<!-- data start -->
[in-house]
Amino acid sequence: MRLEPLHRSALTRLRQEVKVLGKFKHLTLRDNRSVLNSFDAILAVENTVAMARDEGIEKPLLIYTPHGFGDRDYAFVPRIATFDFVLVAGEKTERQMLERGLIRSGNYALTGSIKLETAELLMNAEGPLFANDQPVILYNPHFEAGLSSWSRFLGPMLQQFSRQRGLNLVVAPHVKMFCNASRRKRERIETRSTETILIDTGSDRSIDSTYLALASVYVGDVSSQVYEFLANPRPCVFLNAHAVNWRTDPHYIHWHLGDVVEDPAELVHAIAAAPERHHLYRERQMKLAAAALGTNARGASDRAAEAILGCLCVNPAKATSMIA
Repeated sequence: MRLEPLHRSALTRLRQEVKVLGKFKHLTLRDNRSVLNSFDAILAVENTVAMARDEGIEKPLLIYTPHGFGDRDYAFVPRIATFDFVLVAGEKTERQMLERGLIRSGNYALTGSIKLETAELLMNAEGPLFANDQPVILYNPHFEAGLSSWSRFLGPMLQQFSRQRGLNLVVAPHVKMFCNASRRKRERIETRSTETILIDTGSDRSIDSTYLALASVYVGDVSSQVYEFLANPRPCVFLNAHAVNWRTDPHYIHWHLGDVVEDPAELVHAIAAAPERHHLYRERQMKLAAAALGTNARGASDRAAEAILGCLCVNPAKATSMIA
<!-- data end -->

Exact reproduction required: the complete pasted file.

[in-house]
Amino acid sequence: MRLEPLHRSALTRLRQEVKVLGKFKHLTLRDNRSVLNSFDAILAVENTVAMARDEGIEKPLLIYTPHGFGDRDYAFVPRIATFDFVLVAGEKTERQMLERGLIRSGNYALTGSIKLETAELLMNAEGPLFANDQPVILYNPHFEAGLSSWSRFLGPMLQQFSRQRGLNLVVAPHVKMFCNASRRKRERIETRSTETILIDTGSDRSIDSTYLALASVYVGDVSSQVYEFLANPRPCVFLNAHAVNWRTDPHYIHWHLGDVVEDPAELVHAIAAAPERHHLYRERQMKLAAAALGTNARGASDRAAEAILGCLCVNPAKATSMIA
Repeated sequence: MRLEPLHRSALTRLRQEVKVLGKFKHLTLRDNRSVLNSFDAILAVENTVAMARDEGIEKPLLIYTPHGFGDRDYAFVPRIATFDFVLVAGEKTERQMLERGLIRSGNYALTGSIKLETAELLMNAEGPLFANDQPVILYNPHFEAGLSSWSRFLGPMLQQFSRQRGLNLVVAPHVKMFCNASRRKRERIETRSTETILIDTGSDRSIDSTYLALASVYVGDVSSQVYEFLANPRPCVFLNAHAVNWRTDPHYIHWHLGDVVEDPAELVHAIAAAPERHHLYRERQMKLAAAALGTNARGASDRAAEAILGCLCVNPAKATSMIA